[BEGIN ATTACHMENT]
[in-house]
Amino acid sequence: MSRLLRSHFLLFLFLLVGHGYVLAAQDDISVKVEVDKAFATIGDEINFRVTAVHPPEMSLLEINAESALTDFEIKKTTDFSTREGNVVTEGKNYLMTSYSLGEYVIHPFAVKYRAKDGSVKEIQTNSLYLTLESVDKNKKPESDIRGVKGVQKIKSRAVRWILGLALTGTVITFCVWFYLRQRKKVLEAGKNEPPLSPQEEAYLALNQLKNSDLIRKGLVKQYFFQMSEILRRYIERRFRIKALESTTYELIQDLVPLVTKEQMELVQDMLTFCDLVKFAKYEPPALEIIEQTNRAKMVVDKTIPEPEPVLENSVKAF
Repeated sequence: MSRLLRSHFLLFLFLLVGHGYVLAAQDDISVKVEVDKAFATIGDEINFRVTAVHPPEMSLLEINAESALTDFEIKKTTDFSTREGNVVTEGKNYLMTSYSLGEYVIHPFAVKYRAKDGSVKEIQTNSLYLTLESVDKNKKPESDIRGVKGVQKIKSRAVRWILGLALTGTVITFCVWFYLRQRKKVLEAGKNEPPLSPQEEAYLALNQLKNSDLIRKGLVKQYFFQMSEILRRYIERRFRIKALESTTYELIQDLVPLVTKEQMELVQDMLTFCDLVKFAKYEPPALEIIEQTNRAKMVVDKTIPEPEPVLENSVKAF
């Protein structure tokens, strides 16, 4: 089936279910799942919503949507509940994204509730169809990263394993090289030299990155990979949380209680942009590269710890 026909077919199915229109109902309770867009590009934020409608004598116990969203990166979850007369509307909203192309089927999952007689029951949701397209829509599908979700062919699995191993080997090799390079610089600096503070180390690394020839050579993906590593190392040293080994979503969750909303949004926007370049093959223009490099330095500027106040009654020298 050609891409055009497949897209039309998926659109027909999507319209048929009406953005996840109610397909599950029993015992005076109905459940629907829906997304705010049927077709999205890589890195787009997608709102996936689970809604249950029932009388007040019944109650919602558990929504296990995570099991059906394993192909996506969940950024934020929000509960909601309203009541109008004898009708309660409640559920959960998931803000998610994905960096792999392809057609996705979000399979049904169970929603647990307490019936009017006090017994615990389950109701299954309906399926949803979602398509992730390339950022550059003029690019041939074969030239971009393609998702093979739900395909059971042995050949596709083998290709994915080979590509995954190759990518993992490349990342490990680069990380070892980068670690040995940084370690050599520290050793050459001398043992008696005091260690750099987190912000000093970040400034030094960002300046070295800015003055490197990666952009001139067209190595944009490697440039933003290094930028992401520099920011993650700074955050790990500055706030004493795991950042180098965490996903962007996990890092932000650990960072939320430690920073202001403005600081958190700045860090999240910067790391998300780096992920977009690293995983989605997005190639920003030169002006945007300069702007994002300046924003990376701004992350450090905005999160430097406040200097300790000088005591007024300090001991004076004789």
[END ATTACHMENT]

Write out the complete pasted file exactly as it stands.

[in-house]
Amino acid sequence: MSRLLRSHFLLFLFLLVGHGYVLAAQDDISVKVEVDKAFATIGDEINFRVTAVHPPEMSLLEINAESALTDFEIKKTTDFSTREGNVVTEGKNYLMTSYSLGEYVIHPFAVKYRAKDGSVKEIQTNSLYLTLESVDKNKKPESDIRGVKGVQKIKSRAVRWILGLALTGTVITFCVWFYLRQRKKVLEAGKNEPPLSPQEEAYLALNQLKNSDLIRKGLVKQYFFQMSEILRRYIERRFRIKALESTTYELIQDLVPLVTKEQMELVQDMLTFCDLVKFAKYEPPALEIIEQTNRAKMVVDKTIPEPEPVLENSVKAF
Repeated sequence: MSRLLRSHFLLFLFLLVGHGYVLAAQDDISVKVEVDKAFATIGDEINFRVTAVHPPEMSLLEINAESALTDFEIKKTTDFSTREGNVVTEGKNYLMTSYSLGEYVIHPFAVKYRAKDGSVKEIQTNSLYLTLESVDKNKKPESDIRGVKGVQKIKSRAVRWILGLALTGTVITFCVWFYLRQRKKVLEAGKNEPPLSPQEEAYLALNQLKNSDLIRKGLVKQYFFQMSEILRRYIERRFRIKALESTTYELIQDLVPLVTKEQMELVQDMLTFCDLVKFAKYEPPALEIIEQTNRAKMVVDKTIPEPEPVLENSVKAF
């Protein structure tokens, strides 16, 4: 089936279910799942919503949507509940994204509730169809990263394993090289030299990155990979949380209680942009590269710890 026909077919199915229109109902309770867009590009934020409608004598116990969203990166979850007369509307909203192309089927999952007689029951949701397209829509599908979700062919699995191993080997090799390079610089600096503070180390690394020839050579993906590593190392040293080994979503969750909303949004926007370049093959223009490099330095500027106040009654020298 050609891409055009497949897209039309998926659109027909999507319209048929009406953005996840109610397909599950029993015992005076109905459940629907829906997304705010049927077709999205890589890195787009997608709102996936689970809604249950029932009388007040019944109650919602558990929504296990995570099991059906394993192909996506969940950024934020929000509960909601309203009541109008004898009708309660409640559920959960998931803000998610994905960096792999392809057609996705979000399979049904169970929603647990307490019936009017006090017994615990389950109701299954309906399926949803979602398509992730390339950022550059003029690019041939074969030239971009393609998702093979739900395909059971042995050949596709083998290709994915080979590509995954190759990518993992490349990342490990680069990380070892980068670690040995940084370690050599520290050793050459001398043992008696005091260690750099987190912000000093970040400034030094960002300046070295800015003055490197990666952009001139067209190595944009490697440039933003290094930028992401520099920011993650700074955050790990500055706030004493795991950042180098965490996903962007996990890092932000650990960072939320430690920073202001403005600081958190700045860090999240910067790391998300780096992920977009690293995983989605997005190639920003030169002006945007300069702007994002300046924003990376701004992350450090905005999160430097406040200097300790000088005591007024300090001991004076004789």